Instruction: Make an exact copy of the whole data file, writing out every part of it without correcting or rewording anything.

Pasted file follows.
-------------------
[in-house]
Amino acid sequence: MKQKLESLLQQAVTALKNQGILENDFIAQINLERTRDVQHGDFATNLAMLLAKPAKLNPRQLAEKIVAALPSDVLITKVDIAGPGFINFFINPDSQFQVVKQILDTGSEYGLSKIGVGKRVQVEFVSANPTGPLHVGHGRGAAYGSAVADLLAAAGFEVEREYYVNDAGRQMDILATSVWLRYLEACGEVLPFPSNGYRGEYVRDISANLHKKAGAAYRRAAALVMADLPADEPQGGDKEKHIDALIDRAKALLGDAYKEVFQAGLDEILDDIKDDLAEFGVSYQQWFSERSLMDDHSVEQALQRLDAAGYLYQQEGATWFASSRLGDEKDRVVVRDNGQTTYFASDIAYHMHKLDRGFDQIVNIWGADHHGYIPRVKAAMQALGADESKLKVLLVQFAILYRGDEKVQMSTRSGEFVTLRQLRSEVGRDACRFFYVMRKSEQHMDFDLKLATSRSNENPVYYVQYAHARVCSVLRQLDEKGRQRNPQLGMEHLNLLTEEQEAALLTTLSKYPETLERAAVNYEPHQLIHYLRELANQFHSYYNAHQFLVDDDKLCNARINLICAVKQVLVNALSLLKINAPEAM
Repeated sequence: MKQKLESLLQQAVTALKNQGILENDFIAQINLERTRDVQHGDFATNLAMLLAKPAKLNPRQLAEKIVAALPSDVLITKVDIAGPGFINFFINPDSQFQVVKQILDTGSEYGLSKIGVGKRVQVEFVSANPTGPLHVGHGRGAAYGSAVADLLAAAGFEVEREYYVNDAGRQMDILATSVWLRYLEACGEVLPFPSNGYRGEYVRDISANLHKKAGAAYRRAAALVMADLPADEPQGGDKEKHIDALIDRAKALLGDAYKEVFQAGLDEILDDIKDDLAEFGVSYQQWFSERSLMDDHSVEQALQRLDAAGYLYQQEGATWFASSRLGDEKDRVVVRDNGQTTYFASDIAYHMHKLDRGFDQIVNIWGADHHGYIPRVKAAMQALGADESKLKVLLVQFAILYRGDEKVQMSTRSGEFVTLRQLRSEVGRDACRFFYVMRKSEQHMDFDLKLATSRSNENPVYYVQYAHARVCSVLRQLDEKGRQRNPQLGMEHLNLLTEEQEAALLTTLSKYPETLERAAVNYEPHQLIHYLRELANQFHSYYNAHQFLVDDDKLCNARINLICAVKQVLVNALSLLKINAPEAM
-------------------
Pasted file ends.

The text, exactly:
[in-house]
Amino acid sequence: MKQKLESLLQQAVTALKNQGILENDFIAQINLERTRDVQHGDFATNLAMLLAKPAKLNPRQLAEKIVAALPSDVLITKVDIAGPGFINFFINPDSQFQVVKQILDTGSEYGLSKIGVGKRVQVEFVSANPTGPLHVGHGRGAAYGSAVADLLAAAGFEVEREYYVNDAGRQMDILATSVWLRYLEACGEVLPFPSNGYRGEYVRDISANLHKKAGAAYRRAAALVMADLPADEPQGGDKEKHIDALIDRAKALLGDAYKEVFQAGLDEILDDIKDDLAEFGVSYQQWFSERSLMDDHSVEQALQRLDAAGYLYQQEGATWFASSRLGDEKDRVVVRDNGQTTYFASDIAYHMHKLDRGFDQIVNIWGADHHGYIPRVKAAMQALGADESKLKVLLVQFAILYRGDEKVQMSTRSGEFVTLRQLRSEVGRDACRFFYVMRKSEQHMDFDLKLATSRSNENPVYYVQYAHARVCSVLRQLDEKGRQRNPQLGMEHLNLLTEEQEAALLTTLSKYPETLERAAVNYEPHQLIHYLRELANQFHSYYNAHQFLVDDDKLCNARINLICAVKQVLVNALSLLKINAPEAM
Repeated sequence: MKQKLESLLQQAVTALKNQGILENDFIAQINLERTRDVQHGDFATNLAMLLAKPAKLNPRQLAEKIVAALPSDVLITKVDIAGPGFINFFINPDSQFQVVKQILDTGSEYGLSKIGVGKRVQVEFVSANPTGPLHVGHGRGAAYGSAVADLLAAAGFEVEREYYVNDAGRQMDILATSVWLRYLEACGEVLPFPSNGYRGEYVRDISANLHKKAGAAYRRAAALVMADLPADEPQGGDKEKHIDALIDRAKALLGDAYKEVFQAGLDEILDDIKDDLAEFGVSYQQWFSERSLMDDHSVEQALQRLDAAGYLYQQEGATWFASSRLGDEKDRVVVRDNGQTTYFASDIAYHMHKLDRGFDQIVNIWGADHHGYIPRVKAAMQALGADESKLKVLLVQFAILYRGDEKVQMSTRSGEFVTLRQLRSEVGRDACRFFYVMRKSEQHMDFDLKLATSRSNENPVYYVQYAHARVCSVLRQLDEKGRQRNPQLGMEHLNLLTEEQEAALLTTLSKYPETLERAAVNYEPHQLIHYLRELANQFHSYYNAHQFLVDDDKLCNARINLICAVKQVLVNALSLLKINAPEAM